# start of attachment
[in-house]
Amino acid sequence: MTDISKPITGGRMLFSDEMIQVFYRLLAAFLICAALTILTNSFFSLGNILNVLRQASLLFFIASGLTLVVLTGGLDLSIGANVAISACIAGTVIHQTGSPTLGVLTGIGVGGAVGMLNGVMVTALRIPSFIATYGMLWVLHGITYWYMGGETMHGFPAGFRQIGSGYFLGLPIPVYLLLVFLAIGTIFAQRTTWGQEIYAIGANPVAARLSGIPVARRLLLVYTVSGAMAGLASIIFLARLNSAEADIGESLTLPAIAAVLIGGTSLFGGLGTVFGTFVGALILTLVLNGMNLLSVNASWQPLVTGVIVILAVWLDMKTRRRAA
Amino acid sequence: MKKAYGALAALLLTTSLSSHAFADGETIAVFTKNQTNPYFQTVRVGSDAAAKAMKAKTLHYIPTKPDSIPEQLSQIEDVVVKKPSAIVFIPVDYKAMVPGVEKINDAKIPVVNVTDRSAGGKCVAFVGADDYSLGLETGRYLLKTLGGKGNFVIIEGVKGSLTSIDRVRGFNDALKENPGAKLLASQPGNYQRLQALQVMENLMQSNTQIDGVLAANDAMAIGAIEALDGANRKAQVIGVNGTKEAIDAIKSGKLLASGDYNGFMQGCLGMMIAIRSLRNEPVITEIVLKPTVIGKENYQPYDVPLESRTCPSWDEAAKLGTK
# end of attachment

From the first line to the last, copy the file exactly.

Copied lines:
[in-house]
Amino acid sequence: MTDISKPITGGRMLFSDEMIQVFYRLLAAFLICAALTILTNSFFSLGNILNVLRQASLLFFIASGLTLVVLTGGLDLSIGANVAISACIAGTVIHQTGSPTLGVLTGIGVGGAVGMLNGVMVTALRIPSFIATYGMLWVLHGITYWYMGGETMHGFPAGFRQIGSGYFLGLPIPVYLLLVFLAIGTIFAQRTTWGQEIYAIGANPVAARLSGIPVARRLLLVYTVSGAMAGLASIIFLARLNSAEADIGESLTLPAIAAVLIGGTSLFGGLGTVFGTFVGALILTLVLNGMNLLSVNASWQPLVTGVIVILAVWLDMKTRRRAA
Amino acid sequence: MKKAYGALAALLLTTSLSSHAFADGETIAVFTKNQTNPYFQTVRVGSDAAAKAMKAKTLHYIPTKPDSIPEQLSQIEDVVVKKPSAIVFIPVDYKAMVPGVEKINDAKIPVVNVTDRSAGGKCVAFVGADDYSLGLETGRYLLKTLGGKGNFVIIEGVKGSLTSIDRVRGFNDALKENPGAKLLASQPGNYQRLQALQVMENLMQSNTQIDGVLAANDAMAIGAIEALDGANRKAQVIGVNGTKEAIDAIKSGKLLASGDYNGFMQGCLGMMIAIRSLRNEPVITEIVLKPTVIGKENYQPYDVPLESRTCPSWDEAAKLGTK